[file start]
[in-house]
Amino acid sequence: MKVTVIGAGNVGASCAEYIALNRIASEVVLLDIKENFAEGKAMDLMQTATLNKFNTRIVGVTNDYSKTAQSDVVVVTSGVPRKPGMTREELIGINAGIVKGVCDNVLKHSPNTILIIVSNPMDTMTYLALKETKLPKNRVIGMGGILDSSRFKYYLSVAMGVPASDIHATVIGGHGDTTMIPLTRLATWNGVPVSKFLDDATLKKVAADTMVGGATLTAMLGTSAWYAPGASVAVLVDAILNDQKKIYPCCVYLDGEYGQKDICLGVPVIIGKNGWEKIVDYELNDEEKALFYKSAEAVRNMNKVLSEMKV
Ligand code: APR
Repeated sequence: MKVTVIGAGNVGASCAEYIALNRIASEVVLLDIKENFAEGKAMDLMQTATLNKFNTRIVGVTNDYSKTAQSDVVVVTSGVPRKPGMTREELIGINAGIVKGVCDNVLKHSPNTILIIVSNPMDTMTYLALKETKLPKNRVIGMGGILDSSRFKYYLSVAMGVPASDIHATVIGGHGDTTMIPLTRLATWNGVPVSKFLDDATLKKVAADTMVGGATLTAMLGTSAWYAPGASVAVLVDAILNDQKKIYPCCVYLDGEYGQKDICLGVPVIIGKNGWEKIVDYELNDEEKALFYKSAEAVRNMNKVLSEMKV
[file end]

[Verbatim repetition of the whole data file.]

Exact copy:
[in-house]
Amino acid sequence: MKVTVIGAGNVGASCAEYIALNRIASEVVLLDIKENFAEGKAMDLMQTATLNKFNTRIVGVTNDYSKTAQSDVVVVTSGVPRKPGMTREELIGINAGIVKGVCDNVLKHSPNTILIIVSNPMDTMTYLALKETKLPKNRVIGMGGILDSSRFKYYLSVAMGVPASDIHATVIGGHGDTTMIPLTRLATWNGVPVSKFLDDATLKKVAADTMVGGATLTAMLGTSAWYAPGASVAVLVDAILNDQKKIYPCCVYLDGEYGQKDICLGVPVIIGKNGWEKIVDYELNDEEKALFYKSAEAVRNMNKVLSEMKV
Ligand code: APR
Repeated sequence: MKVTVIGAGNVGASCAEYIALNRIASEVVLLDIKENFAEGKAMDLMQTATLNKFNTRIVGVTNDYSKTAQSDVVVVTSGVPRKPGMTREELIGINAGIVKGVCDNVLKHSPNTILIIVSNPMDTMTYLALKETKLPKNRVIGMGGILDSSRFKYYLSVAMGVPASDIHATVIGGHGDTTMIPLTRLATWNGVPVSKFLDDATLKKVAADTMVGGATLTAMLGTSAWYAPGASVAVLVDAILNDQKKIYPCCVYLDGEYGQKDICLGVPVIIGKNGWEKIVDYELNDEEKALFYKSAEAVRNMNKVLSEMKV